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The Orphaned Anythings
This is the story of a man in his twenties, who works at a coffee shop, is disconnected from society, and has a severe case of insomnia. Detached from society, Ayden Kosacov is lost, with no family, no friends, and no one to turn to'even if he doesn't realize it.
He wakes up in the morning, too early, but he does not get up. He thinks. His mind wanders to questions like 'why is it that we as human beings feel that we need to make our mark on this universe anyway?' and random memories that he connects with his life ('a guy came up to me and said. 'i've got a gun, i just need 10 cents for the bullet.'). He gets up after noon, and vows next time to get to work earlier. He sets off for work, but when he arrives, instead of going in, he walks right past.
One day, Ayden discovers three bottles of blackstone merlot that his brother left in his cabinet. He drinks, and drinks, and drinks, until he attempts to sort his laundry and realizes that he cannot separate the colors. And still he drinks more.
Staggering into his roommate's room, he spies a silver revolver in the desk drawer, and somehow winds up with the gun resting on his temple. And the worst part is, it feels rather comforting to him.
He is lucky to be alive, and the second half of 'The Orphaned Anything's' focuses on Ayden's recovery, and furthermore, discovery. The inspiration in this book comes from his healing process, where he realizes that life is not about dying rich, with money, legacy, and a big house. Life is not about making a mark on the world or being remembered for some earth-shaking feat. Rather, it is about being surrounded with his loved ones and, at the end of the day, being satisfied with who he is and what he has done.
Through a hospital 'help' ward, a girl named Nico, a passion for photography, and a rekindled relationship with his father that left eight years ago, Ayden learns how to rebuild. Ayden learns that the first step to being is believing. He clearly points out that it is only human to falter and make mistakes, and it is not a failure unless there is no lesson learned.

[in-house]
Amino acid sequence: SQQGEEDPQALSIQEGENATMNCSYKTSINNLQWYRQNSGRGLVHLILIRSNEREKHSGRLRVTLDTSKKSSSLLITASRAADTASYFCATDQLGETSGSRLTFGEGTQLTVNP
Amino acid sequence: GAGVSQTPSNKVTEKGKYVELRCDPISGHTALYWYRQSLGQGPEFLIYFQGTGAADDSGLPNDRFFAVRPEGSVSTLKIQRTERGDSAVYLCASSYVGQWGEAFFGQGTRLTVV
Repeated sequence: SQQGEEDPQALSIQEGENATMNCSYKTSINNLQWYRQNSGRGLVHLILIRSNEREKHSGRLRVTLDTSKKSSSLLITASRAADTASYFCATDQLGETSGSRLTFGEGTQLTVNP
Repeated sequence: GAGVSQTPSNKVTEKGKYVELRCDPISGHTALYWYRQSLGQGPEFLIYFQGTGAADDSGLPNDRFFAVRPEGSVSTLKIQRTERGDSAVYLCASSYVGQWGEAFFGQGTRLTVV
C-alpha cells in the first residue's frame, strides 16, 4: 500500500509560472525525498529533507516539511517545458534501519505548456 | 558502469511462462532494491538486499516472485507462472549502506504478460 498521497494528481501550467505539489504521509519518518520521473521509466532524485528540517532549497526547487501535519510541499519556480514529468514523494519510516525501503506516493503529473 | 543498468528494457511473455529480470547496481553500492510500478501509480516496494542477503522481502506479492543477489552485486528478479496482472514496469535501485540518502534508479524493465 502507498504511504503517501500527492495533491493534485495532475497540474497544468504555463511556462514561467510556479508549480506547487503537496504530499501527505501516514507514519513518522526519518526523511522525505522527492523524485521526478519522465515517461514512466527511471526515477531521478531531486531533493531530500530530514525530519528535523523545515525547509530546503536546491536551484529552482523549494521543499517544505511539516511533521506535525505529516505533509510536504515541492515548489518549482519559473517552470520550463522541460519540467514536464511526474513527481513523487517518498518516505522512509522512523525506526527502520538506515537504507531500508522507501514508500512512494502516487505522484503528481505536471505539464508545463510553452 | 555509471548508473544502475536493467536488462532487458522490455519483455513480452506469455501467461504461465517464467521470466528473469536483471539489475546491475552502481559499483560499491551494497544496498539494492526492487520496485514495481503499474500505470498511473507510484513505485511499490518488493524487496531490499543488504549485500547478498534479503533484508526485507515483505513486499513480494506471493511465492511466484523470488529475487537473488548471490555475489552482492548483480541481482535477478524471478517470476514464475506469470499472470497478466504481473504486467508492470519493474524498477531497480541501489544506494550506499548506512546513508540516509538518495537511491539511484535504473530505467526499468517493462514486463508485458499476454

This book has few flaws. From the very beginning, I was hooked'even before the first page. The quote, 'Life is a short and fevered rehearsal, for a concert we cannot stay to give,' was the first thing I saw when I opened the book, and immediately, I knew it was going to be a good read.
Stephen Christian writes only of what he knows, creating a relateable and youthful story. Many can relate to belonging nowhere, having to choose sides between divorced parents, and participating in the ongoing search for what some call 'true love.' I often found myself laughing out loud, especially in the first half, thinking, 'I've thought that before!' and I thoroughly enjoyed Christian's use of sarcasm ('i'm a nonconformist ... just like everyone else.')
On a deeper note, Christian often references literary works such as Shakespeare's 'all the world's a stage' and quotes like 'your time here on earth is but a small parenthesis in eternity.' Christian shows his sensitive side in the second half of the book, where he offers us, as readers, life lessons that he has learned and experienced firsthand.
The most emotional part of this story is not Ayden's attempted suicide. It is not even his recovery. It is one sole effect of his attempted suicide, a theme that runs deeper than the surface'that he has to get closer to his family before it's too late.
Ayden hated his father since he cheated on his mom with a choir director. Eight years later, Ayden lies in a mental institution, and his father won't stop calling. But Ayden refuses to receive these calls, until the nurse convinces him to give his father a chance, using the analogy that Ayden himself has changed in the three months spent in the ward, so his father could easily have changed in the eight years he spent away. It is only then when the truth of his parents' divorce finally comes out.
What is truly astounding is what it takes for people who love each other to be honest. For Ayden, it took a near-death experience for his father to stop hiding in the shadows and face him.
What may bother some is Christian's failure to use proper grammar and capitalization. This book is filled with symbols, 'i's that aren't capitalized, and incorrect grammar usage. But we all write like that at times, when our brain is working faster than our hands can ever hope to move.
In 'The Orphaned Anything's', Stephen Christian aptly focuses his debut novel around one man's discovery that there truly is 'more to living than being alive.' I would call this book a blend of Mitch Albom's 'Tuesdays With Morrie' and Stephen Chbosky's 'The Perks of Being A Wallflower,' and I certainly hope to see more from this young, bright, coming-of-age author.